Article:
In Orange County, California in the late 80's Todd received a copy of the notorious Mrs. Fields Cookie Recipe Chain Letter that had been making rounds across the nation. Trying the recipe led to disappointment. This was certainly no "secret formula." The results tasted nothing like a delicious Mrs. Fields chocolate chip cookie!
"Fake! Phony!" he cried. And then he wondered, "Just who are the goofballs passing this off as an authentic secret formula and how is it that such a bad knockoff recipe becomes so crazy popular?"
Todd had an idea. Since he had way too much free time on his hands, he got to work on a recipe for a cookie that had the flavor, texture and appearance of a real Mrs. Fields cookie. How hard could it be? Batch after batch the clones came closer to the real thing, until one day, it happened. The cookies came out chewy and delicious, with crispy edges and that strong vanilla aroma. Bingo! The first Top Secret Recipe was born.
"So," Todd thought, "what’s next?" This time he would target a brand-name food even more popular than a Mrs. Fields cookie. An item sold in the billions around the world would do just fine. A trip to McDonald's for a sack full of Big Macs and the next top secret cloning mission was well under way.
Over the next five years, Todd's collection of recipes grew. He baked, he cooked, he dissected. He learned the ins and outs of cooking from reading the most famous cookbooks and watching hours and hours of cooking shows on TV. He talked to chefs, and cooks, and waiters, and food manufacturers. When he was at the counter of a fast food restaurant, he craned his neck to watch what was going on behind the scenes. He even feigned allergies to get ingredients lists from sympathetic wait staff. What at one time was just a strange little hobby grown out of curiosity, boredom and perhaps a few too many beers, had now become a passion.
While creating his first book, Todd had a full-time job to pay the bills. In fact, Todd had several jobs over those years as he slowly built his compilation of clones. He had been working as an advertising copywriter, and as a commodities broker. He was a security guard. He was a commercial real estate salesman, and sold nothing. He landed a job as a TV news reporter and anchor at an NBC-affiliate station in Yuma, Arizona. Then he worked at another station in Allentown, Pennsylvania as a bureau reporter. But all these “careers” were short-lived. Up to this point Todd had never been able to hold onto a job for more than a year. Things were about to change.
By this time Todd's collection of recipes had grown to more than 40. They included clone recipes for Orange Julius ® , KFC ® Fried Chicken, Reese's® Peanut Butter Cups, Sara Lee® Cheesecake, Wendy's® Chili, Hostess® Twinkie®, Snickers® Candy Bar, Taco Bell® Enchirito®, and dozens more famous American favorites. Todd fell back on his earlier training as an artist to create schematic drawings of many of the products that fit perfectly with the book’s top secret theme. Finally, it was complete.
In late 1991, Todd made a dangerous decision. He quit his TV reporting job and spent all his time preparing dozens of manuscripts. He put together about thirty copies of the completed book and blindly sent them off to publishing houses across the country. While he waited for any response to those unsolicited manuscripts, he made ends meet as a part-time videographer, shooting paramedics and fireman at work in Philadelphia for the national reality show "Emergency On-Scene Response".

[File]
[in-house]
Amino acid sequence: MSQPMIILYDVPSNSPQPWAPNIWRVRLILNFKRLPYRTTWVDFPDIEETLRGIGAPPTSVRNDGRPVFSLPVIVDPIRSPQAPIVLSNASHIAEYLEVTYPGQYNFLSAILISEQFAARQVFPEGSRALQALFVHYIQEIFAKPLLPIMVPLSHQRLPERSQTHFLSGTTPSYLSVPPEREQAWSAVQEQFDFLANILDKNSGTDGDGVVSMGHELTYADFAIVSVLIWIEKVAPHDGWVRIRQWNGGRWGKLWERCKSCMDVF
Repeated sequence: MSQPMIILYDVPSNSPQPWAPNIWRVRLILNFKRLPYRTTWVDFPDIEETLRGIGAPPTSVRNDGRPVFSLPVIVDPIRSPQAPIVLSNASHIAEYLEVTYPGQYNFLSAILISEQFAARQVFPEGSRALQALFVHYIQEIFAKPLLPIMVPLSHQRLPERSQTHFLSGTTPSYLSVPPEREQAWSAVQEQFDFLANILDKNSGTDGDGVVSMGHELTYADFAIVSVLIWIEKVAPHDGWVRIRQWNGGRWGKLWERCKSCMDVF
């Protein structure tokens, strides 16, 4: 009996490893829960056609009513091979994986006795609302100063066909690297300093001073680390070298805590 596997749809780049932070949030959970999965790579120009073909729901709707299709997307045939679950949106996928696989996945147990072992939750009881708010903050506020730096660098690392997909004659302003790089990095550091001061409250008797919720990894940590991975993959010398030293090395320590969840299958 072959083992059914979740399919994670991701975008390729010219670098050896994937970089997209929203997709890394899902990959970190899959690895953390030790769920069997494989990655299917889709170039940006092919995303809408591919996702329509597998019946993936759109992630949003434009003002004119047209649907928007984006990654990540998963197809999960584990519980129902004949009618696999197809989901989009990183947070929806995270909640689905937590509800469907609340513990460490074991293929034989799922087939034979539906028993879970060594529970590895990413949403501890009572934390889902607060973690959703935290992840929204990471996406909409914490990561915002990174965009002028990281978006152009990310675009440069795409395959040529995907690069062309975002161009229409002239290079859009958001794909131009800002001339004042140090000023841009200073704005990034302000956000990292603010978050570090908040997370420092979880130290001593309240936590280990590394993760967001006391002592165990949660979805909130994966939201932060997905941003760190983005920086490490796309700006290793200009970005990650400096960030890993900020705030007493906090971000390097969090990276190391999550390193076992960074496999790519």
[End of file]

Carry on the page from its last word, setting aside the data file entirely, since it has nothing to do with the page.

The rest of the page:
Soon, just as the bank account was running dry, the good news came: Five publishers made offers to publish the book. One of them was Plume, an imprint of Penguin, USA, one of the largest publishers in the world. Todd didn’t know much about the publishing business at the time, but figured a publishing house with Stephen King as an author probably knows its stuff. Todd accepted the offer from Plume and the book went into production.
In the summer of 1993, Top Secret Recipes® hit the shelves and soon went onto the bestseller list. This surprising success led to appearances on several popular TV and radio shows. By this time stacks of fan mail were coming in with requests for more recipes to clone! Todd went back to work on his follow-up, More Top Secret Recipes®, which came out a year-and-a-half later.
In 1996, as Todd was waiting for his third and most ambitious volume to be released, Top Secret Restaurant Recipes, he decided to take a crack at designing a Web site for what was at the time an emerging medium. He figured it might be a good way to offer support for the books along with additional recipes plus other features that can't be found anywhere else. He wasn’t sure the site would get much of an audience, but hey, it would be fun to build. Right after the site went live in November the hits were coming at such a fast pace that a string of host computers were overloaded. After outgrowing location after location the site finally found a home on its own dedicated server that could handle the explosion of traffic.
"Designing a web site is kinda like making a Big Mac," says Todd. "You gotta stack things on in just the right order and use just enough special sauce." That tasty philosophy helped TopSecretRecipes.com win scores of awards and become the 7th most popular food-related site on the Web, according the Wall Street Journal (ironically, McDonalds.com is 8th).
Today the 42-year old cookbook author clones food in his secret laboratory in Las Vegas, Nevada. There are seven Top Secret Recipes® trade paperbacks in print with 4 million sold.
Books:Top Secret Restaurant Recipes 3, October 2010
Top Secret Recipes Unlocked, December 2009
Top Secret Restaurant Recipes 2, January 2007